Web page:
It's starting to feel like another recession.
Businesses are ordering fewer goods. Home sales are the slowest in decades.
Jobs are scarce, and unemployment claims are rising. Perhaps most worrisome, manufacturing activity, which had been one of the economy's few bright spots, is faltering.
"The odds of a double-dip are rising and uncomfortably high," said Mark Zandi, chief economist at Moody's Analytics, referring to the possibility that the nation will tip back into recession. "Nothing else can go wrong. There is no cushion left."
On Wednesday, the government offered the latest dose of grim news about the economic recovery: Companies cut back last month on their investments in equipment and machines. And Americans bought new homes at the weakest pace in nearly half a century.
Earlier this week came news that sales of previously occupied homes fell last month to the lowest level in 15 years.
Unemployment remains near double digits because job growth in the private sector has slowed.
The economy has grown for a full year now, and many experts believe the recession technically ended in July 2009. But the pace of expansion has slowed significantly in the past six months.
Economists are predicting the government will announce Friday that the economy grew from April to June even more slowly than previously thought, at an annual rate below 2 percent weak for normal times and especially anemic right after a recession.
Of course, for most Americans, the numbers are strictly academic.
For Tim Reardon, a sales executive at a small Massachusetts company that installs kitchen counters and floors, August is shaping up to be the worst month of business in 11 years. His company cut a third of its staff and is placing factory orders a job at a time.
"You definitely watch the pennies a little closer everything from advertising to tools," he said. "This is feeling like another recession."
For the average household, whether the economy is growing slightly or not at all may not matter much. Two gauges that matter more are the unemployment rate, which is stuck at 9.5 percent, and home values, which are down about 30 percent from their 2006 peak.
"Who cares if it's a second recession or a double-dip?" said William Dunkelberg, an economics professor at Temple University's School of Business and Management and chief economist of the National Federation of Independent Business. "Either way, things are not going well."
Overall orders for big-ticket manufactured goods did rise for July, the Commerce Department said Wednesday. But that was only because demand for commercial aircraft surged by 76 percent.
Taking out the volatile transportation category, orders for durable goods fell at the steepest rate since January. And business investment took its sharpest drop since the economic dark days of early 2009.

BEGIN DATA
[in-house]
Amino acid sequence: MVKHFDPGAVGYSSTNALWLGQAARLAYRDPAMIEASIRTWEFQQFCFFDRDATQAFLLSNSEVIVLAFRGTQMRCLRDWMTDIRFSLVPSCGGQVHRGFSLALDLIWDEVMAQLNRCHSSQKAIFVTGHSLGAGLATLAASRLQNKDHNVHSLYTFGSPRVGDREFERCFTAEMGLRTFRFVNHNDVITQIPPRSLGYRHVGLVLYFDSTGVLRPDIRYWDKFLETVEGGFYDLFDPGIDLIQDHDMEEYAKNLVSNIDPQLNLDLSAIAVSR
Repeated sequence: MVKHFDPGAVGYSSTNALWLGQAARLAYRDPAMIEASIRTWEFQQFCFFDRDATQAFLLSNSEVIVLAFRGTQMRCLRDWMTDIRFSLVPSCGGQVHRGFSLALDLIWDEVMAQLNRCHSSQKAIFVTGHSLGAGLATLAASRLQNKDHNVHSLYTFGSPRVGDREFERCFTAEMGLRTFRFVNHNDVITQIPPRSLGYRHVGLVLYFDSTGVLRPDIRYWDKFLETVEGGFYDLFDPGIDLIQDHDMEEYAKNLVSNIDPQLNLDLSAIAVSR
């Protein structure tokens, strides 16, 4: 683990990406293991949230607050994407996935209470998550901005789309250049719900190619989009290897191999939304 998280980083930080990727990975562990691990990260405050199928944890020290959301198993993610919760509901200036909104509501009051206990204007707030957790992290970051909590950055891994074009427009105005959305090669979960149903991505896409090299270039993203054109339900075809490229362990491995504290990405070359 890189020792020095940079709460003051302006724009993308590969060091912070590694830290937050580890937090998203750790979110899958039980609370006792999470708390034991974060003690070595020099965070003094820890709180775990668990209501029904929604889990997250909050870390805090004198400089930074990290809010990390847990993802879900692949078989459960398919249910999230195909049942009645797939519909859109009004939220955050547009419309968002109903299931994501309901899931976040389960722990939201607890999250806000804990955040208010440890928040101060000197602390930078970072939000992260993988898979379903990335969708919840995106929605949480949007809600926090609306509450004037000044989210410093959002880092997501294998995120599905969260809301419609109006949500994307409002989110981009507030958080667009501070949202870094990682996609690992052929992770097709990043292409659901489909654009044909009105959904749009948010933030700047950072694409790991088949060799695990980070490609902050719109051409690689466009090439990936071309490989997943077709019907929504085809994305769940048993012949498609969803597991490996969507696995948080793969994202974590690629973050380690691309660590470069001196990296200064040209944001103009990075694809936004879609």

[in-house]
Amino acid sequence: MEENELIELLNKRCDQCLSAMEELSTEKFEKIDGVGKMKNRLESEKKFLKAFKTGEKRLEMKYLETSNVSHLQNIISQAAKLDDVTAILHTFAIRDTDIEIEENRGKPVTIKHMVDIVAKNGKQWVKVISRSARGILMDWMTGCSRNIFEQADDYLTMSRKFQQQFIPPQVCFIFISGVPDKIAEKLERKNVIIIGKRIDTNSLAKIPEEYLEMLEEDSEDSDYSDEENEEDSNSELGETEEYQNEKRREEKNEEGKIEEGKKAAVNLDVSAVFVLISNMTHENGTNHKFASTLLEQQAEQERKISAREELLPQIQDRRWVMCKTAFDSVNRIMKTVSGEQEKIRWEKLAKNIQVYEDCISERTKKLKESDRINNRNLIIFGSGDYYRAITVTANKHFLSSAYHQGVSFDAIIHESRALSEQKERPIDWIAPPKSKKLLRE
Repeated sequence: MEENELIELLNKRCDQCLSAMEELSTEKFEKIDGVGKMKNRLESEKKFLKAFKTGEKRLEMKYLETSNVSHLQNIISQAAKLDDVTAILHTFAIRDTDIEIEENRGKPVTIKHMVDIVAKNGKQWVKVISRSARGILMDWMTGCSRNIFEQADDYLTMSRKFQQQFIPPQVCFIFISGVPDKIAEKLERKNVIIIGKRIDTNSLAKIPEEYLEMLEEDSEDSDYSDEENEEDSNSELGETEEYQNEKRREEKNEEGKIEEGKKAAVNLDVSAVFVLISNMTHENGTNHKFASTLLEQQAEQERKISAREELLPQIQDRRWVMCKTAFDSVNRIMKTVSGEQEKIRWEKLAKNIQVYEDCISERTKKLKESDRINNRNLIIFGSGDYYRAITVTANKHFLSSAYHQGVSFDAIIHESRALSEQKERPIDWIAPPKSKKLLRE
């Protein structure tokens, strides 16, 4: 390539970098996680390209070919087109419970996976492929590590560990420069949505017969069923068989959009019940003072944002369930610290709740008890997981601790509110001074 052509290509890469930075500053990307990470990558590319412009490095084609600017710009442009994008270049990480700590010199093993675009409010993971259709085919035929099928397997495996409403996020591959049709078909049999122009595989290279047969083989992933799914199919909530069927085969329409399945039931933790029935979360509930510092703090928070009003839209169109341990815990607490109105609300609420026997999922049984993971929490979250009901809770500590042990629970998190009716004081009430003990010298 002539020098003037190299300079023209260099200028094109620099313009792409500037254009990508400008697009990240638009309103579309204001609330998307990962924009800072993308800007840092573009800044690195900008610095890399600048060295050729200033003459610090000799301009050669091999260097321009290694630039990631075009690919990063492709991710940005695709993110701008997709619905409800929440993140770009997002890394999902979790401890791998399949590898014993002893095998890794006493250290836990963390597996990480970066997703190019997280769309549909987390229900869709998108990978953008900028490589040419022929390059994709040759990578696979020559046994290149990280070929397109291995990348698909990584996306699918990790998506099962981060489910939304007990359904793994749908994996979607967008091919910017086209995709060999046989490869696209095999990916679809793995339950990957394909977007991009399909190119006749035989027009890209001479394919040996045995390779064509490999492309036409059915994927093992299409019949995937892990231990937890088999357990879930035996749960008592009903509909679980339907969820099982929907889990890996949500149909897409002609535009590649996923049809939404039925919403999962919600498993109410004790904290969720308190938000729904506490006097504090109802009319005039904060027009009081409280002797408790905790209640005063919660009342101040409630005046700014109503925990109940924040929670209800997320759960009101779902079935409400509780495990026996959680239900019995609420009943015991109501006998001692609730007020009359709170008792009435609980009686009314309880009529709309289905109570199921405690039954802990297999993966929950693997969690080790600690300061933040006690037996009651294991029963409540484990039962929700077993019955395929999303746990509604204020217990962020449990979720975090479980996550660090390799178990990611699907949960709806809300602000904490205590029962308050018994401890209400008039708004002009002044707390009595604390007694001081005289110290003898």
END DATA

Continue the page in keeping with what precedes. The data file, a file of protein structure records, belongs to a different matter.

The decline is particularly troubling because manufacturers had been helping to lead the economy on its comeback, filling orders for businesses that were rebuilding their stockrooms.
"Take it away, throw in a relapse in housing and you don't have much left," said Paul Ashworth, senior U.S. economist at Capital Economics.
Housing has never fully recovered from the recession. Builders have been forced to compete with foreclosed properties offered at sharply lower prices.
Sales of new homes fell 12.4 percent in July from a month earlier to a seasonally adjusted annual sales pace of 276,000, the government said. From 1983 through 2007, about 600,000 new homes were sold in an average year.
The July pace was the slowest in at least 47 years. The past three months have been the worst on record.
Weak housing sales mean fewer jobs in the construction industry, which normally powers economic recoveries. On average, each new home built creates the equivalent of three jobs for a year and generates about $90,000 in taxes, according to the National Association of Home Builders.
The industry got some help this spring when the government offered tax credits to homebuyers. But since they expired in April, the number of people looking to buy homes has dropped, even with bargain prices and the lowest mortgage rates in decades.
Toll Brothers Inc. was among those that benefited from the tax credits. Its CEO, Douglas Yearley, said there are positive signs: Far fewer buyers are canceling their orders for new homes than during the worst days of the housing bust.
And the buyers who are visiting Toll's sales offices appear to be serious about buying, rather than just examining model homes for decorating tips.
Still, builders have sharply scaled back construction in the face of weak sales. There were about 210,000 new homes up for sale at the end of July, the lowest level in about 40 years.
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